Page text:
Spaces Furnished in Victorian Antiques
Built in 1865 in the Second Empire style, Morris-Butler House is an ideal rental venue for smaller weddings, receptions, dinners, and other special events, educational programs, and small meetings.
Rental spaces on the first floor—all furnished with antiques—include the formal parlor, dining room, and library. The rooms have rich color schemes, decorative painting, and the high ceilings and nearly floor-to-ceiling windows typical of high Victorian interiors.
These areas are wheelchair accessible through the use of an elevette from a private parking court. The house has a lower-level catering kitchen and on-site parking.
Interested in holding an event at the Morris-Butler House? Use our rental form to tell us more about your event, and a member of our team will follow up soon!
Ideal for wedding ceremonies, luncheons, teas, dinners, lectures, meetings, seminars
Capacity: 40 seated ceremony, 32 seated dinner, 40 standing reception
The Victorian parlor features high ceilings, plaster moldings, a crystal chandelier, and a fireplace mantle topped by an immense gilt-framed mirror. For small weddings, the room’s bay window provides a lovely niche for minister and couple. The entry hall, furnished with Victorian antiques, can function as a check-in/welcome area.
Dining Room and Library
Ideal for receptions, luncheons, teas, dinners, meetings, lectures, seminars
Capacity: 40 seated at tables; 40 seated for a lecture; 40 standing reception
The dining room and adjoining library provide an elegant setting for a formal reception or meal, or an informal gathering. Both rooms feature Victorian furnishings, original fireplace mantles, and chandeliers. The entry hall can be used as a check-in/welcome area.
The History of Morris-Butler House
The Morris-Butler House in Indianapolis takes its name from two families who lived there in the nineteenth century. In 1864, John Morris commissioned the construction of his home on land once owned by Ovid Butler, the founder of Butler University.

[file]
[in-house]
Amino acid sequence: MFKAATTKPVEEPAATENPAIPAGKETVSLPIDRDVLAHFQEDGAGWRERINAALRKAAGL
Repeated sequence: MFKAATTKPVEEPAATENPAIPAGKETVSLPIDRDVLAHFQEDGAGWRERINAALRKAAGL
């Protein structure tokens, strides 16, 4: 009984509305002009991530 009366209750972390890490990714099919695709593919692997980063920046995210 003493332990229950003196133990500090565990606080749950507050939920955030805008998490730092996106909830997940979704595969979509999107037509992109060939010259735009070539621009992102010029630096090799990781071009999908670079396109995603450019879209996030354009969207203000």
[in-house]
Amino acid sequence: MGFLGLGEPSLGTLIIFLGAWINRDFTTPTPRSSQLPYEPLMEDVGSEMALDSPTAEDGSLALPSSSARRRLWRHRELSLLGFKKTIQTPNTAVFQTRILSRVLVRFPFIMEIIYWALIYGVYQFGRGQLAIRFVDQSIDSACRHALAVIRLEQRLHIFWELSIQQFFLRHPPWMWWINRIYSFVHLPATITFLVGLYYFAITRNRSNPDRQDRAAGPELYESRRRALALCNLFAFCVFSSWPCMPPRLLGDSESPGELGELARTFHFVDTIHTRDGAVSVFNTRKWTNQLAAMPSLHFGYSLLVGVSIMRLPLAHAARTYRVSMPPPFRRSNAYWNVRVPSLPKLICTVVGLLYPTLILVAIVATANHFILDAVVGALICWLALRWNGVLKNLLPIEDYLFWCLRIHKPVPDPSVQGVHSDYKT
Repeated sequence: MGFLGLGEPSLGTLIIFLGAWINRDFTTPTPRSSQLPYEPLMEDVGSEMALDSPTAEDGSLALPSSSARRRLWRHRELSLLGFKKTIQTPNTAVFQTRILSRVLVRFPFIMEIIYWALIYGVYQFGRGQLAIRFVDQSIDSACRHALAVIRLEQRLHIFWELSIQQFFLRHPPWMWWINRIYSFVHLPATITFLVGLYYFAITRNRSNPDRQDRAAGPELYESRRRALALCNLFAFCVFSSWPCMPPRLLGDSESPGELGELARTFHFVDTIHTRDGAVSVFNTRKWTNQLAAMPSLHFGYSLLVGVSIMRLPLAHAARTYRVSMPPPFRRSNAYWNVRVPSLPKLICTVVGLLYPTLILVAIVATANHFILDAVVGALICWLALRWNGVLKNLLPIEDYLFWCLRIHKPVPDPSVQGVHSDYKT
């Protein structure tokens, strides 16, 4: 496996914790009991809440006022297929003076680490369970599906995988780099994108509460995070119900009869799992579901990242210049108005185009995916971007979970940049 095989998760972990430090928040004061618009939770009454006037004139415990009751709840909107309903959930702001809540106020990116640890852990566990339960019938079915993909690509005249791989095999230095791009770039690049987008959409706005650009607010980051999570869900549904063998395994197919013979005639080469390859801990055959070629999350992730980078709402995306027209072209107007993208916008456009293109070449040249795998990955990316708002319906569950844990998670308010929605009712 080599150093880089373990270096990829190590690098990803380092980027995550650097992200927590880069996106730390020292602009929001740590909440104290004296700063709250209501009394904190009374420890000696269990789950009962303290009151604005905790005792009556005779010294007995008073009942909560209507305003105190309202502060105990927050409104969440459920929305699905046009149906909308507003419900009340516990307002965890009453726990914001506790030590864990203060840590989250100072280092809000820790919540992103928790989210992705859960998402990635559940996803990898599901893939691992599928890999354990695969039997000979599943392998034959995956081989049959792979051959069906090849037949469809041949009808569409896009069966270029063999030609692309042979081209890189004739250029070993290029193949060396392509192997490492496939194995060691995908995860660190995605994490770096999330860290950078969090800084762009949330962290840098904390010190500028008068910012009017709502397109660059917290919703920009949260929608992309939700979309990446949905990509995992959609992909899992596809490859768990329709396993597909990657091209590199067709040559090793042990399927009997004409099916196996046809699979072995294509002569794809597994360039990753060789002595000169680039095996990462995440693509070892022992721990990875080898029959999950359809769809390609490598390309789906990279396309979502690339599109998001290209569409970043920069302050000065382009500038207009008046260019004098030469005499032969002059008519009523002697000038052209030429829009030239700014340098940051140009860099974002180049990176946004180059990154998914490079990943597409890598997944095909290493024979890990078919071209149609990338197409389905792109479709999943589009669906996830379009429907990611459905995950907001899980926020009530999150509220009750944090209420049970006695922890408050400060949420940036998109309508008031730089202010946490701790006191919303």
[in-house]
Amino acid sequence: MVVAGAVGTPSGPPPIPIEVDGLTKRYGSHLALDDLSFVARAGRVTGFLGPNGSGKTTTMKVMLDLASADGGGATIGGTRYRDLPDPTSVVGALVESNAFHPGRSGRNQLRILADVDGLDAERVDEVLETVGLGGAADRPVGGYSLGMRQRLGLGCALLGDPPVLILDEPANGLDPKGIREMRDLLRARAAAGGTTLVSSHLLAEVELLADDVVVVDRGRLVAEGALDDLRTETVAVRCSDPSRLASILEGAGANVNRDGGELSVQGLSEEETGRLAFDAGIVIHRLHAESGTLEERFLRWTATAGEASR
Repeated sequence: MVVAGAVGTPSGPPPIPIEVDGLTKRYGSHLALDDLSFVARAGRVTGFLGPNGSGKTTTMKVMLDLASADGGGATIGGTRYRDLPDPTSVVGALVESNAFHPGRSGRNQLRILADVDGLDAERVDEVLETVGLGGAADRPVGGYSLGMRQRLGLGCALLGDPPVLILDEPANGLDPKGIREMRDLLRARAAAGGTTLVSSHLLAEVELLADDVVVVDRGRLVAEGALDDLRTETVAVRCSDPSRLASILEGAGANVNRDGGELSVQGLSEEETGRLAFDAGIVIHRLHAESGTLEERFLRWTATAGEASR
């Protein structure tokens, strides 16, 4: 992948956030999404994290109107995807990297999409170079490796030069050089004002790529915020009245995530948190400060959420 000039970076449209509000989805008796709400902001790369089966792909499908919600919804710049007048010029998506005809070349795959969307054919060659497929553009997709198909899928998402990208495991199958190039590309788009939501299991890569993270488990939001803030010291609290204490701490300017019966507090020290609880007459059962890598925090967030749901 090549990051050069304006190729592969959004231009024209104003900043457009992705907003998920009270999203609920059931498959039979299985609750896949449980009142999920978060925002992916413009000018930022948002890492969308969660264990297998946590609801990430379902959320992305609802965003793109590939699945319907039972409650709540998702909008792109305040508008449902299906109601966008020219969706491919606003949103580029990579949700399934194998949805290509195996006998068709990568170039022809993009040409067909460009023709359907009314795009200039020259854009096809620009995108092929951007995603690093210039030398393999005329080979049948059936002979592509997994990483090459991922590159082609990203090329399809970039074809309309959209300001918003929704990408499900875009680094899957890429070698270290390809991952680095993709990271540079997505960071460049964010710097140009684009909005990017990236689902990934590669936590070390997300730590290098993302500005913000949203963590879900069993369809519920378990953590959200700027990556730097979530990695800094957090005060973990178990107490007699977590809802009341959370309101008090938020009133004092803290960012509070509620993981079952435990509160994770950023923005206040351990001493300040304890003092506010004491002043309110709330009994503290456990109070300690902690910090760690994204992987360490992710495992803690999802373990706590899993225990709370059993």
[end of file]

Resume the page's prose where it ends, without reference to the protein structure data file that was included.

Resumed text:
Morris was one of the first to move to the new suburb north of downtown. The area quickly became the city’s most fashionable place to live. The Morris family occupied the house until 1878. Noble Butler, a bankruptcy lawyer, moved into the Second Empire-style house three years later with his wife and seven children. The family stayed until Florence Butler, the youngest daughter, died in 1957. Her survivors emptied the house and held an estate auction.
By then, the neighborhood was no longer viewed as an enviable place to live. A majority of the large homes had been divided into apartments during and after World War II, and most were dilapidated. By the mid-1970s, over half of the original houses had been demolished.
In 1964, Indiana Landmarks—then known as Historic Landmarks Foundation of Indiana—rescued the deteriorated house. Eli Lilly, a founder of Indiana Landmarks, funded the purchase and the five-year restoration directed by architect H. Roll McLaughlin, also a founding board member. Mr. Lilly also paid for the home’s Victorian furnishings. Indiana Landmarks opened the Morris-Butler House as a museum in 1969.
You may notice how I-65-70 curves as it approaches downtown from the east. That curve demonstrates the power of preservation and Indiana Landmarks, which convinced transportation officials planning the interstate construction in the early 1970s to spare rather than demolish the National Register-listed Morris-Butler House. Lobbying to save Morris-Butler House also spared what was then Central Avenue United Methodist Church, now Indiana Landmarks Center.
The restoration of Morris-Butler House, followed by the listing of the entire neighborhood—called the Old Northside—in the National Register of Historic Places, acted as catalysts for the revitalization of the area. In the early 1980s, Indiana Landmarks partnered with the Junior League of Indianapolis to rescue and resell houses with protective covenants, concentrating initially in the Old Northside.
The revolving fund that financed the program later expanded to other areas and is now known as our Efroymson Family Endangered Places Fund. And the Old Northside is once again an enviable residential neighborhood, where restored historic houses blend with new homes filling the empty lots created by the demolitions of the 1950s and 1960s.
In the twenty-first century, Indiana Landmarks’ board, with the blessing of H. Roll McLaughlin and other early supporters, voted to cease operating Morris-Butler House as a museum, a use which had never achieved visitation adequate to offset maintenance and staffing.
We’ve followed the American Association of Museum’s guidelines in the transition that allows day-to-day use of many former museum furnishings. Indiana Landmarks hosts meetings and events in the house and we offer the first-floor parlor, dining room, library, and grounds for rental use.